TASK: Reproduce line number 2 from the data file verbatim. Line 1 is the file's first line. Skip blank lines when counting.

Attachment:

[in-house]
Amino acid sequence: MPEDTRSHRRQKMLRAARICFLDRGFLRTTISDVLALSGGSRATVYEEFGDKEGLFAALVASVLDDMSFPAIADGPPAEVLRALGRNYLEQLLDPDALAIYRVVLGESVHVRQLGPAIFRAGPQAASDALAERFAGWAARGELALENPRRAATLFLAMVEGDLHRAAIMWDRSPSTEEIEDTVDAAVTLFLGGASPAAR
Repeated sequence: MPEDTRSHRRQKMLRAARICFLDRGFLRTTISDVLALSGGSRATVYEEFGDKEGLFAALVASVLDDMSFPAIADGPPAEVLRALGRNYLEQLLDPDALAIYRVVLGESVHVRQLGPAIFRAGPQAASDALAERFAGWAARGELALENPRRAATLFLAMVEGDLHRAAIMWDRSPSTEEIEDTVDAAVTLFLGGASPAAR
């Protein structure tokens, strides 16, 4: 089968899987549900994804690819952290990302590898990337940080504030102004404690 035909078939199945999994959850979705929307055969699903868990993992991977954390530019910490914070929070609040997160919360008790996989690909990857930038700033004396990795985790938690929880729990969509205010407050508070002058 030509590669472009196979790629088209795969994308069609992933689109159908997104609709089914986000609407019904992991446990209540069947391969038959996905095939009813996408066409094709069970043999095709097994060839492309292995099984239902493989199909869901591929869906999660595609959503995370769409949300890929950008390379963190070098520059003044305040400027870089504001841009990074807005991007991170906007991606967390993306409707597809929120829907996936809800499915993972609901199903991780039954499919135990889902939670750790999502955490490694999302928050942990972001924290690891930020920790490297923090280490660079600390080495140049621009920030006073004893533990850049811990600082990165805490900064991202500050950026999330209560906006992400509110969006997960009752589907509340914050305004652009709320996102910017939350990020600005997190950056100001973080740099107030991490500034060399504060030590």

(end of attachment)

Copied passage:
Amino acid sequence: MPEDTRSHRRQKMLRAARICFLDRGFLRTTISDVLALSGGSRATVYEEFGDKEGLFAALVASVLDDMSFPAIADGPPAEVLRALGRNYLEQLLDPDALAIYRVVLGESVHVRQLGPAIFRAGPQAASDALAERFAGWAARGELALENPRRAATLFLAMVEGDLHRAAIMWDRSPSTEEIEDTVDAAVTLFLGGASPAAR